Hugh Jones
    Agree (0) | Disagree (3)

    Hugh Jones : It is the responsibility of companies not to employ drivers who are reckless or careless and to monitor their driving. As a Chemistry teacher if I were found to be either of those I would have been fired.

    Paul Luton, Teddington
    Agree (1) | Disagree (0)

    Perhaps the IAM should look at its own policy when training Advanced drivers and motorcyclists. Two of the most dangerous practises. where by far the greatest numbers of KSI’s are reported in stats are on bends [1] and on overtakes [2]and that’s where they put a lot of their training efforts into …. Out in the country roads on bends and overtakes.

    Perhaps they should look at their own history as not a lot of reductions have been made on those two causation’s over decades of tuition. We still suffer far to many incidents and KSI.s on bends and unnecessary or inappropriate overtakes

    Agree (1) | Disagree (1)

    Imagine an emergency services driver who, ‘driving for work’, on their way to an incident in a hurry, has a collision. It’s clearly a requirement of their job to get there as quickly as possible – which is risky anyway – so does that requirement absolve the driver from liability? Or, if their training is considered to be adequate, did the driver therefore fail and is therefore wholly liable and should be prosecuted, or is the training poor and it’s therefore not the driver’s fault – despite the fact that he/she would have been in sole charge of the vehicle and therefore no less responsible than any other driver?

    Hugh Jones
    Agree (0) | Disagree (0)

    Most large organisations (and many smaller ones) these days will have a policy that does not permit phone calls whilst driving. However many employees still feel it necessary to make and take hands-free calls for operational reasons whilst driving.

    Since hand-held and hands-free phone calls both have high levels of distraction,I wonder how long we will continue to have legislation that bans one and permits the other? Quite a while I would think judging from the lack of interest at governmental level in re-visiting this topic.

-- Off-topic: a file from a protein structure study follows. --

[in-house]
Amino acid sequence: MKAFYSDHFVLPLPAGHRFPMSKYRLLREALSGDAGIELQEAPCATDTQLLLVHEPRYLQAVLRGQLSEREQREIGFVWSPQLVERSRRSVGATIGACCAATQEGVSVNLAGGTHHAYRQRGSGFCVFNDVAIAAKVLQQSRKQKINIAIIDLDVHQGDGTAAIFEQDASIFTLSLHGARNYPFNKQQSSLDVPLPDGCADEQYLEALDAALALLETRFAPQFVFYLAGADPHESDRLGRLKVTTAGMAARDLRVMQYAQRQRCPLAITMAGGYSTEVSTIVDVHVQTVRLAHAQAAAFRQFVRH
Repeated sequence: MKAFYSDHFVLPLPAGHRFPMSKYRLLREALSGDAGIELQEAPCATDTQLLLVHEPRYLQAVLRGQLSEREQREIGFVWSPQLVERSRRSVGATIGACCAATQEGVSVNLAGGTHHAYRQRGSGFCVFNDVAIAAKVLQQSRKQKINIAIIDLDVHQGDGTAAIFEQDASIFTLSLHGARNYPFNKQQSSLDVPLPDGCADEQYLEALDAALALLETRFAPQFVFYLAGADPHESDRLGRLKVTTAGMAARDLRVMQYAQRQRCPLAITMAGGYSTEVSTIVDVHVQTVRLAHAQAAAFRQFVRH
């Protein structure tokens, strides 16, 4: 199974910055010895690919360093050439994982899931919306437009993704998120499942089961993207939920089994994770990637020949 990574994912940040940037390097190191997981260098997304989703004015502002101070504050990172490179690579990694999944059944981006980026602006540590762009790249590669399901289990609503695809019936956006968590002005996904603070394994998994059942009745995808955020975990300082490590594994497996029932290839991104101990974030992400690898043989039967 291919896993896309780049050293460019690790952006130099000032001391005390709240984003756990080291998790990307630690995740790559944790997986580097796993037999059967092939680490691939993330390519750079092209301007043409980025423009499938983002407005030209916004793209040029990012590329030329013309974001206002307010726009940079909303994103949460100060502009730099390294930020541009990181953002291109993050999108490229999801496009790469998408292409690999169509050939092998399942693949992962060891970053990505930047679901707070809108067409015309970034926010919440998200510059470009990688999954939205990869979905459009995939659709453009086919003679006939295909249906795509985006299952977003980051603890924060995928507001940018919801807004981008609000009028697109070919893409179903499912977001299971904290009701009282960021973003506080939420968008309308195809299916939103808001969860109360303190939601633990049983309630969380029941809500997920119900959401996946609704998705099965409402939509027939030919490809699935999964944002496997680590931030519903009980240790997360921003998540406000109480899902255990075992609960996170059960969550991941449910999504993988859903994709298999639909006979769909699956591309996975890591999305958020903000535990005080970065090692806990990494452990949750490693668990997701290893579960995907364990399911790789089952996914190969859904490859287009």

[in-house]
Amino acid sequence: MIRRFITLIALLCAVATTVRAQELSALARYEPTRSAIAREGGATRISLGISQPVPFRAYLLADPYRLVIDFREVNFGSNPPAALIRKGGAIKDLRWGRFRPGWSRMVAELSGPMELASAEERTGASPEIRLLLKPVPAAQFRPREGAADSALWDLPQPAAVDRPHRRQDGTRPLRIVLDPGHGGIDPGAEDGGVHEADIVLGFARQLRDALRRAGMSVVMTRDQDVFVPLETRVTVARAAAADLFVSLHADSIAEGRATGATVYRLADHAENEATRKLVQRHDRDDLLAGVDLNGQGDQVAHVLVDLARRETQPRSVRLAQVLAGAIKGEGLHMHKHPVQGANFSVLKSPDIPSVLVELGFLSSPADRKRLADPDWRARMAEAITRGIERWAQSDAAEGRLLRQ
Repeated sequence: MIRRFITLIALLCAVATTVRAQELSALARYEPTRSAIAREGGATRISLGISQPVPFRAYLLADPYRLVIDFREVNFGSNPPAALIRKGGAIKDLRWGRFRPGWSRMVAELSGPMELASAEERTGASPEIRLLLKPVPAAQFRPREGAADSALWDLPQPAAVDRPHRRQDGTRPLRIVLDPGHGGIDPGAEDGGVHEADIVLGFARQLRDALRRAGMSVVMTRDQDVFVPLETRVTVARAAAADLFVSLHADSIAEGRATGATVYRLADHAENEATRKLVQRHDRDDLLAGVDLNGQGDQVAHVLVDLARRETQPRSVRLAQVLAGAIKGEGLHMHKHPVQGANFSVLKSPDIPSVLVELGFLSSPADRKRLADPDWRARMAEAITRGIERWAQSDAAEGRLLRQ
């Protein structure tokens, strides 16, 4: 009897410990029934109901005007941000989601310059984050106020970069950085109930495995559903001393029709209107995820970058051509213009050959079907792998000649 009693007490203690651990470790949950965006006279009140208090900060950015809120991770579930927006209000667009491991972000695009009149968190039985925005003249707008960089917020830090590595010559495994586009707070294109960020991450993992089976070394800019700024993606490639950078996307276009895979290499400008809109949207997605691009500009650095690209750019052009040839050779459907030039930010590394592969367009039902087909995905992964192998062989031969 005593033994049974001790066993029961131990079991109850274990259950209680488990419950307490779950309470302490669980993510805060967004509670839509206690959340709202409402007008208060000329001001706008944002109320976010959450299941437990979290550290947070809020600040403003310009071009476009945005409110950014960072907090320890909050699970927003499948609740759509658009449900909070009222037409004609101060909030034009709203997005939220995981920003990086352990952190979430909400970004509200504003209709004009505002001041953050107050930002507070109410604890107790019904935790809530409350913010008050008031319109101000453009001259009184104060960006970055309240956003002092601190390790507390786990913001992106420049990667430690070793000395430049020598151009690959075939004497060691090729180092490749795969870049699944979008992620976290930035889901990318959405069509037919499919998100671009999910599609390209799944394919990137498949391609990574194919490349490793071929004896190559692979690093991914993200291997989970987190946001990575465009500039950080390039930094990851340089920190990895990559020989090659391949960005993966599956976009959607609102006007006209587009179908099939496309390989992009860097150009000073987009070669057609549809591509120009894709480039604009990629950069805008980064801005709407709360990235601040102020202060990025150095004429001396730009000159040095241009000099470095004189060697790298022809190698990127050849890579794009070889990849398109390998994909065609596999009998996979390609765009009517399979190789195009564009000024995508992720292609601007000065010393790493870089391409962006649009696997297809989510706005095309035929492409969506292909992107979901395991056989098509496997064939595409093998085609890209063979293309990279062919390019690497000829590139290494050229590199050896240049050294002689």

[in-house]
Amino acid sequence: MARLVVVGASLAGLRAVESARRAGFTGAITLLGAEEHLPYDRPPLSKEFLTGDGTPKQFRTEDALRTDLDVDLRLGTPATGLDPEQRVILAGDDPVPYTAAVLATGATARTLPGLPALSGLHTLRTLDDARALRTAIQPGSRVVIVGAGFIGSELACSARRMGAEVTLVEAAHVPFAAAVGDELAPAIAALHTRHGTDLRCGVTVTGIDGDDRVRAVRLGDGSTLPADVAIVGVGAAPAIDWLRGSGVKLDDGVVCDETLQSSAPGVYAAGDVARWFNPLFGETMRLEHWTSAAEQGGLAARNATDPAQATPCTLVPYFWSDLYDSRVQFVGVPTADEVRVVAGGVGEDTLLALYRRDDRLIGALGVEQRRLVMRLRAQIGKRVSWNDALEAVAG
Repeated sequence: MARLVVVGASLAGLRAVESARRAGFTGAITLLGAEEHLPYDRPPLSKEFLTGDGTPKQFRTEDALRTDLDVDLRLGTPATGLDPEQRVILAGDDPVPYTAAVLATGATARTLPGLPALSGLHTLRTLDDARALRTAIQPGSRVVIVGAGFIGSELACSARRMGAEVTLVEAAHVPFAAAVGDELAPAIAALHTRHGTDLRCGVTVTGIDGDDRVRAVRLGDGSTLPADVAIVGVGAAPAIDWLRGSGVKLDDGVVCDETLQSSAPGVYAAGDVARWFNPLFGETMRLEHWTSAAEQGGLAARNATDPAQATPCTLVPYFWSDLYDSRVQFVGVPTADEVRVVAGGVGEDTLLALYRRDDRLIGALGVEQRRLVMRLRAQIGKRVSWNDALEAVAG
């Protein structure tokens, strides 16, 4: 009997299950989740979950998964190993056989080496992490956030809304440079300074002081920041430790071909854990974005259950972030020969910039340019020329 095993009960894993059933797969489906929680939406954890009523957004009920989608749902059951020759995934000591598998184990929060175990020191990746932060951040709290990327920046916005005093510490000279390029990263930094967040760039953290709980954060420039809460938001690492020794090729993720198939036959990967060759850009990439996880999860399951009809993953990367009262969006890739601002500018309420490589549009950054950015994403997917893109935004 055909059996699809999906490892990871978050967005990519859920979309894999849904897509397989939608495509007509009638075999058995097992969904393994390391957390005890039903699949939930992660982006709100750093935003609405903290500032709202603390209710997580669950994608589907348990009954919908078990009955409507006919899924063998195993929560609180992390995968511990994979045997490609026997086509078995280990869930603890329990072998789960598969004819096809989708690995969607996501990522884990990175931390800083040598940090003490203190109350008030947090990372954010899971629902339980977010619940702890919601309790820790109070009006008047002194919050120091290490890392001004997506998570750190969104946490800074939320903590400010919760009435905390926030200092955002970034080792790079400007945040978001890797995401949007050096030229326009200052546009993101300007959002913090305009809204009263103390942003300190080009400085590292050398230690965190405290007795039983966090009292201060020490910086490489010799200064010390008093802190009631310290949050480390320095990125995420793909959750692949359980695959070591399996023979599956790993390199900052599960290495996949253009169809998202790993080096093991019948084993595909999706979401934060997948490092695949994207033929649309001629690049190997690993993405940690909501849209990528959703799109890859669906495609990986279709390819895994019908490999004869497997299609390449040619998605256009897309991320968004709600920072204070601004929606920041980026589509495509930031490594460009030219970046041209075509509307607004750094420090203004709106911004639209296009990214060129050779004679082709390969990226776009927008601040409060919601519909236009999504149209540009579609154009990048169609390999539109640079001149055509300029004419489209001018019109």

Pat, Wales
    Agree (3) | Disagree (0)

    I’ve never been convinced of the significance of the ‘driving for work’ link. People driving anywhere, anytime are going somewhere for a purpose even if it’s just to the shops so I cant see any significance in a collision whilst ‘driving for work’ or for recreational purposes in their own time. If one is accident-prone, you will be anyway regardless of the purpose of your journey. Taking risks because you’re running late for a business meeting is no different to taking risks because you’re running late for a flight or hospital appointment. If a driver involved in a collision whilst at work thinks there were mitigating circumstances which made him/her more reckless or carelsss as a result, it would be up to them to highlight it to the police, not for the police to presume at the outset, some corporate failing and waste time looking for it.

    Hugh Jones
    Agree (3) | Disagree (4)

By continuing to use the site, you agree to the use of cookies. more information

The cookie settings on this website are set to "allow cookies" to give you the best browsing experience possible. If you continue to use this website without changing your cookie settings or you click "Accept" below then you are consenting to this.